Man Wins $375,000 For Girlfriend Sabotaging His Career
Well, he won the breakup.
Photo via YouTube screenshot of Eric Abramovitz's Final Recital by Greatest Night Ever.
A Canadian court has ordered a woman to pay her ex-boyfriend $375,000 in compensation after she sabotaged his career by faking a rejection letter from a prestigious music program.
The woman, Jennifer Jooyeon Lee, of Ontario, met the man whose career she messed with, Eric Abramovitz, while they were studying at McGill University’s Schulich School of Music in Montreal, according to the June 13 court decision, first reported on by the Montreal Gazette.
According to the complaint, Abramovitz’s former girlfriend sabotaged his career so he wouldn’t move away.
The two began dating in the fall of 2013. By the winter, Abramovitz had applied for a coveted spot studying with famed professor of clarinet Yehuda Gilad at Colburn School, University of Southern California in Los Angeles. Abramovitz, from Quebec, had been playing clarinet since the age of seven, had won a number of awards, and played a solo with a top symphony orchestra in Quebec, according to the Washington Post.
He auditioned in February 2014 to study with Gilad. He expected to receive a response in the months following.
He never did get that response, at least not the genuine one. Lee did. She had access to his computer, got into his email, and found the acceptance letter. She responded to it from his email pretending to be him, turning down the offer by claiming he would be “elsewhere.” Then, she deleted it.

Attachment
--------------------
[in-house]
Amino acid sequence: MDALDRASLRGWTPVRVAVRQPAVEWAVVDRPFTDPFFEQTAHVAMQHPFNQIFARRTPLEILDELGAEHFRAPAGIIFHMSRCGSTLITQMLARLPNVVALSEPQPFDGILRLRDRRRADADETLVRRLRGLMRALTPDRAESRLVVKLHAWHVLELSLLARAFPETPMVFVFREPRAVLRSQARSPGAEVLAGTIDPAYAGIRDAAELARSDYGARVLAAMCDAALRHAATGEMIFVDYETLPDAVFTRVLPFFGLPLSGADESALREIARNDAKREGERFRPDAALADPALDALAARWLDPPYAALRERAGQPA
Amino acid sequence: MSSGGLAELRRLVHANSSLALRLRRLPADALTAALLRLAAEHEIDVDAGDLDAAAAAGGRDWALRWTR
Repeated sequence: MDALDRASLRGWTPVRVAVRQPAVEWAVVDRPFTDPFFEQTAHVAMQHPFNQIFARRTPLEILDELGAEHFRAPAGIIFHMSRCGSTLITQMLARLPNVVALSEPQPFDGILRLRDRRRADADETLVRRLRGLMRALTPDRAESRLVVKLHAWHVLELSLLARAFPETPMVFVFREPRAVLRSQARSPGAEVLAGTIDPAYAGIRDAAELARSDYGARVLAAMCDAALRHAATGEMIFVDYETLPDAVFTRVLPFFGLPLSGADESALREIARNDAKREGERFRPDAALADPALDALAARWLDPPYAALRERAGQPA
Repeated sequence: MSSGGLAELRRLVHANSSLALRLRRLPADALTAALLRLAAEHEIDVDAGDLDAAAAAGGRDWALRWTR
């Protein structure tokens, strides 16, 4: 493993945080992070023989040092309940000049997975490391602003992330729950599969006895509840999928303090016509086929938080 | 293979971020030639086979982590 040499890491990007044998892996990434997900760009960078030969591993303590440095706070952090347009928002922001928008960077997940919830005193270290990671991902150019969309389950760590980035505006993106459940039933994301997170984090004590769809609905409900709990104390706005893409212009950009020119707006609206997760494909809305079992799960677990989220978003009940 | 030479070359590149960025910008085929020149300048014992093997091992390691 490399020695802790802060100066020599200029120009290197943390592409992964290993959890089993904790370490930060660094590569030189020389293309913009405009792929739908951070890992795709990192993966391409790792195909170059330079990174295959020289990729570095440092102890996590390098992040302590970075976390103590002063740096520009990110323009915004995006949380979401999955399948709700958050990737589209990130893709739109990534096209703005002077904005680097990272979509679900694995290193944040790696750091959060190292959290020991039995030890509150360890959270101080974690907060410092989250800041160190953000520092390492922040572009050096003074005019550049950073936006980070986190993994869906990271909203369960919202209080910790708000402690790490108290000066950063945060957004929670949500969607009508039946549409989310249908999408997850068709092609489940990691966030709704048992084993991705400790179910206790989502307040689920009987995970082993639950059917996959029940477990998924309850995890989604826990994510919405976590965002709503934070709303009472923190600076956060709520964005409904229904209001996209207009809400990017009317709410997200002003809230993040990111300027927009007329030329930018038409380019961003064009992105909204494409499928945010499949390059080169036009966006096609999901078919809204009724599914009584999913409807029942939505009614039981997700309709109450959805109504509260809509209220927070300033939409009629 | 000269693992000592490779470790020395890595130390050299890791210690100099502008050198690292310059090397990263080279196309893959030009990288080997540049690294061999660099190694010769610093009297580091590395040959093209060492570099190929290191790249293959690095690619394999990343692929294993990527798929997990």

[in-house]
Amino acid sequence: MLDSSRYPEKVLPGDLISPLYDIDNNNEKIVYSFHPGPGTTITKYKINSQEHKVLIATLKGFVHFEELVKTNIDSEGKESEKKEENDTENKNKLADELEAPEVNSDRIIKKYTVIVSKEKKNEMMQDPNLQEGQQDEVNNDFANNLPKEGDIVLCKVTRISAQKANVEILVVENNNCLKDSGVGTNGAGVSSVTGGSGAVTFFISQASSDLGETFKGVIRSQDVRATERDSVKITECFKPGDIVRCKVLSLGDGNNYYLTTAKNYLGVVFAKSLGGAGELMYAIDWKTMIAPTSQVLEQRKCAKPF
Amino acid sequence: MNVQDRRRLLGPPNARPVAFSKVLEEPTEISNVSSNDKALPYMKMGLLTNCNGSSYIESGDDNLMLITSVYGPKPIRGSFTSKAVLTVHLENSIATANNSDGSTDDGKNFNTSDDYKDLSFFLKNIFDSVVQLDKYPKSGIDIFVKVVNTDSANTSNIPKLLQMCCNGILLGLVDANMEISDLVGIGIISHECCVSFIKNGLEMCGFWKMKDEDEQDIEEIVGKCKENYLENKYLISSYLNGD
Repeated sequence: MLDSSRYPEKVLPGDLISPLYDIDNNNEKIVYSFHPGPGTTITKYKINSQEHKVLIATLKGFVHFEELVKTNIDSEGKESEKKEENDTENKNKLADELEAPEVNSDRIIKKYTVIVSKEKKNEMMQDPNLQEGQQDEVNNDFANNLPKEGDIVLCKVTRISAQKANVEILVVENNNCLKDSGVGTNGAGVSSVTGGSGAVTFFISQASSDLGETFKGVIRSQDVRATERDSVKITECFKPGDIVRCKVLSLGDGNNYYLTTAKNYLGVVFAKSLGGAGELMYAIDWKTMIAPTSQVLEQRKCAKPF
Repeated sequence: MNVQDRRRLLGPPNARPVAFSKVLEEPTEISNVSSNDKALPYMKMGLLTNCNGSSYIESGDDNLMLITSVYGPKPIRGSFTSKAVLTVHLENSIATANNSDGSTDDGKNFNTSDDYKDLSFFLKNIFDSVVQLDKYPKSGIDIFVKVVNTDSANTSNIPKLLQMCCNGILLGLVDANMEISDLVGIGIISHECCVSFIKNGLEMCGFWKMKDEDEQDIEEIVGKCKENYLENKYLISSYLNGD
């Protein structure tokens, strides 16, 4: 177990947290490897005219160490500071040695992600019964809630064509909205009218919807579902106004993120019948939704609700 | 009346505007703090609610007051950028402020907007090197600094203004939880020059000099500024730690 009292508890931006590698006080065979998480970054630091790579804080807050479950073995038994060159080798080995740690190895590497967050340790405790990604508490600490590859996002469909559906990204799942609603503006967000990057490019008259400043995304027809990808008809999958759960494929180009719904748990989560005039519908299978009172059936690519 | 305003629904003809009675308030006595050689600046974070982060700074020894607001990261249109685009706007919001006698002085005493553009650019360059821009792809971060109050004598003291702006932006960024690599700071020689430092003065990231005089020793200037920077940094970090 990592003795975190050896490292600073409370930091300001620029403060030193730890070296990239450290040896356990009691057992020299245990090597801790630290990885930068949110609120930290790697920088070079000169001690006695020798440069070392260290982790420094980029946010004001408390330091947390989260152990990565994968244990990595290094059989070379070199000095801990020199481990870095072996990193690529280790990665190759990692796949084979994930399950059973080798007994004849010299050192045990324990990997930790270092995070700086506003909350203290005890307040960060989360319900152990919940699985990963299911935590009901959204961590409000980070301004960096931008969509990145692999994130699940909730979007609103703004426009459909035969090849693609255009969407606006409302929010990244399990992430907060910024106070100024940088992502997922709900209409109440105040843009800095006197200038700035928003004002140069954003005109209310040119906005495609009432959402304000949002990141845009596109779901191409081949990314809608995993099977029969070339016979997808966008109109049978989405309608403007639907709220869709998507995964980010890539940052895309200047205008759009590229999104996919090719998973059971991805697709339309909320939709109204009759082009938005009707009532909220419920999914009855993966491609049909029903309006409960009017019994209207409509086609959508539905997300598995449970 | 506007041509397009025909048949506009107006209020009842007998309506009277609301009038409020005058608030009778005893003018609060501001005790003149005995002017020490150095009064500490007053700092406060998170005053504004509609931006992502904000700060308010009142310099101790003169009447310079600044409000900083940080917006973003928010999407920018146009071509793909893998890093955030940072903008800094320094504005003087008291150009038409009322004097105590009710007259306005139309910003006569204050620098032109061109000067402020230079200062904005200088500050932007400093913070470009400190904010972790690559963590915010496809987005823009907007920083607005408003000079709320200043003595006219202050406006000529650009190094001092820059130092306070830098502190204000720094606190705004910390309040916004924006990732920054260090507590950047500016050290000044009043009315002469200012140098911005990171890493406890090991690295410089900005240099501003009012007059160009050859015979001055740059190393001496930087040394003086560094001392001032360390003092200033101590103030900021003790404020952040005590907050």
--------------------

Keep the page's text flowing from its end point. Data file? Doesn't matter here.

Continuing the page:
After this act, Lee created an email she used to pose as the professor who her boyfriend had applied to study with, email@example.com. She then sent an email to Abramovitz telling him that he had been rejected from the program.
Abramovitz was fooled by his girlfriend’s plot. As such, his career was altered. He stayed in Montreal to complete his studies at McGill.
The $375,000 Lee has been ordered to pay her ex result from “loss of educational opportunity and loss of income caused by redirection of Mr. Abramovitz’s career resulting from Ms. Lee’s wrongful conduct,” Judge David Corbett of Ontario Superior Court wrote in his decision.
“It is difficult to quantify such a loss… Imagining how his life would have been different if he had studied for two years under Mr. Gilad, and earned his teacher’s respect and support, requires more speculation than the law permits,” the judge wrote.
In September 2014, Abramovitz and Lee’s relationship ended—apparently unrelated to the aforementioned deceit.
After their breakup, Abramovitz learned of the plot to sabotage his studies when he reapplied to study with Gilad. When a confusing conversation ensued about who had rejected whom, Abramovitz forwarded Gilad the faux rejection email. The professor replied, “I’ve never seen that in my life,” the National Post reports.
“That’s when I knew that something underhanded was afoot,” Abramovitz said. He was able to get access to the fake email account because he knew one of his ex’s passwords. When he entered it, he was able to login and see that her phone number and regular email account were linked to the faux account.
Lee did not appear at the court proceeding that led up to the judgment. Her ex said she has blocked him on social media.
“One hears, particularly in the arts, of the ‘big breaks’ that can launch a promising artist to a stratospheric career. I cannot speculate as to how high and how quickly Mr. Abramovitz’s career might have soared, but for the interference by Ms. Lee,” the judge wrote in the decision. “But the law does recognize that the loss of a chance is a very real and compensable loss.”
Abramovitz is not certain he will ever collect on his judgment from his ex. But he definitely won the breakup.
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